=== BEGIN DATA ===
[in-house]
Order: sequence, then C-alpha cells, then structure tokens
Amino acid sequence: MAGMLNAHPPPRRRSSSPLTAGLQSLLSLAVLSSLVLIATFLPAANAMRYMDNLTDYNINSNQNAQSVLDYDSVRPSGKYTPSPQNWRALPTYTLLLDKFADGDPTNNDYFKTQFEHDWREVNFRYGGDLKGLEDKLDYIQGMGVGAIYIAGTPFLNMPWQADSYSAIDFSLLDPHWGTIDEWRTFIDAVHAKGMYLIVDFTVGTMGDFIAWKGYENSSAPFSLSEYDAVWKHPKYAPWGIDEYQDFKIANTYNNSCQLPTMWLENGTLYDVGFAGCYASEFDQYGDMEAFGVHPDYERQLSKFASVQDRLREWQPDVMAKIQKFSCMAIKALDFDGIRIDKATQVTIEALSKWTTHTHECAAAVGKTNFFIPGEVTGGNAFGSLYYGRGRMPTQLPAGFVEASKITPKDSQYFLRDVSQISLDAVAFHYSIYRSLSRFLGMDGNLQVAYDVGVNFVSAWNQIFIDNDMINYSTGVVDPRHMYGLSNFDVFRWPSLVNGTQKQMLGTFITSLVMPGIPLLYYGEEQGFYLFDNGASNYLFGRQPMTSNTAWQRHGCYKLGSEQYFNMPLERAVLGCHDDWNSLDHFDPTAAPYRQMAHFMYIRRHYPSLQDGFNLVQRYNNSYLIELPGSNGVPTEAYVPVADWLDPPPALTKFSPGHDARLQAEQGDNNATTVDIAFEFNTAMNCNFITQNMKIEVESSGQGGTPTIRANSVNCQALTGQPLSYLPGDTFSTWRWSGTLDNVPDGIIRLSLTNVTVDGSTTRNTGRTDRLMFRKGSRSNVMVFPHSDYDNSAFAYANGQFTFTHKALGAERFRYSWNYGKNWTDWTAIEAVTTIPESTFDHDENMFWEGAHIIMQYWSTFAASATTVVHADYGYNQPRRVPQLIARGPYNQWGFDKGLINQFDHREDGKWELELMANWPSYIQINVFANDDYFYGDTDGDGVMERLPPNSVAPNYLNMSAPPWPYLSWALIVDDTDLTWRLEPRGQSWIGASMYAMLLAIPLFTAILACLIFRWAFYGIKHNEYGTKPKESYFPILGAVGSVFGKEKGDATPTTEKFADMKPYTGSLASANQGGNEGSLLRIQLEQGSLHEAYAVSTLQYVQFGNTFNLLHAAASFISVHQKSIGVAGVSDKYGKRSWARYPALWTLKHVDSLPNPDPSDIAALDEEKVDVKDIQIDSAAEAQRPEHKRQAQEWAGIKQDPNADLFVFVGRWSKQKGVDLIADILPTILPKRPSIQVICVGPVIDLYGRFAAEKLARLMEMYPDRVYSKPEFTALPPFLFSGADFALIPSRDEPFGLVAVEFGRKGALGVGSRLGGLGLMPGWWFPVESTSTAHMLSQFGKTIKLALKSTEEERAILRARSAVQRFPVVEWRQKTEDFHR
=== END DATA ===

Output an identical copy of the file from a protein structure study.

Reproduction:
[in-house]
Order: sequence, then C-alpha cells, then structure tokens
Amino acid sequence: MAGMLNAHPPPRRRSSSPLTAGLQSLLSLAVLSSLVLIATFLPAANAMRYMDNLTDYNINSNQNAQSVLDYDSVRPSGKYTPSPQNWRALPTYTLLLDKFADGDPTNNDYFKTQFEHDWREVNFRYGGDLKGLEDKLDYIQGMGVGAIYIAGTPFLNMPWQADSYSAIDFSLLDPHWGTIDEWRTFIDAVHAKGMYLIVDFTVGTMGDFIAWKGYENSSAPFSLSEYDAVWKHPKYAPWGIDEYQDFKIANTYNNSCQLPTMWLENGTLYDVGFAGCYASEFDQYGDMEAFGVHPDYERQLSKFASVQDRLREWQPDVMAKIQKFSCMAIKALDFDGIRIDKATQVTIEALSKWTTHTHECAAAVGKTNFFIPGEVTGGNAFGSLYYGRGRMPTQLPAGFVEASKITPKDSQYFLRDVSQISLDAVAFHYSIYRSLSRFLGMDGNLQVAYDVGVNFVSAWNQIFIDNDMINYSTGVVDPRHMYGLSNFDVFRWPSLVNGTQKQMLGTFITSLVMPGIPLLYYGEEQGFYLFDNGASNYLFGRQPMTSNTAWQRHGCYKLGSEQYFNMPLERAVLGCHDDWNSLDHFDPTAAPYRQMAHFMYIRRHYPSLQDGFNLVQRYNNSYLIELPGSNGVPTEAYVPVADWLDPPPALTKFSPGHDARLQAEQGDNNATTVDIAFEFNTAMNCNFITQNMKIEVESSGQGGTPTIRANSVNCQALTGQPLSYLPGDTFSTWRWSGTLDNVPDGIIRLSLTNVTVDGSTTRNTGRTDRLMFRKGSRSNVMVFPHSDYDNSAFAYANGQFTFTHKALGAERFRYSWNYGKNWTDWTAIEAVTTIPESTFDHDENMFWEGAHIIMQYWSTFAASATTVVHADYGYNQPRRVPQLIARGPYNQWGFDKGLINQFDHREDGKWELELMANWPSYIQINVFANDDYFYGDTDGDGVMERLPPNSVAPNYLNMSAPPWPYLSWALIVDDTDLTWRLEPRGQSWIGASMYAMLLAIPLFTAILACLIFRWAFYGIKHNEYGTKPKESYFPILGAVGSVFGKEKGDATPTTEKFADMKPYTGSLASANQGGNEGSLLRIQLEQGSLHEAYAVSTLQYVQFGNTFNLLHAAASFISVHQKSIGVAGVSDKYGKRSWARYPALWTLKHVDSLPNPDPSDIAALDEEKVDVKDIQIDSAAEAQRPEHKRQAQEWAGIKQDPNADLFVFVGRWSKQKGVDLIADILPTILPKRPSIQVICVGPVIDLYGRFAAEKLARLMEMYPDRVYSKPEFTALPPFLFSGADFALIPSRDEPFGLVAVEFGRKGALGVGSRLGGLGLMPGWWFPVESTSTAHMLSQFGKTIKLALKSTEEERAILRARSAVQRFPVVEWRQKTEDFHR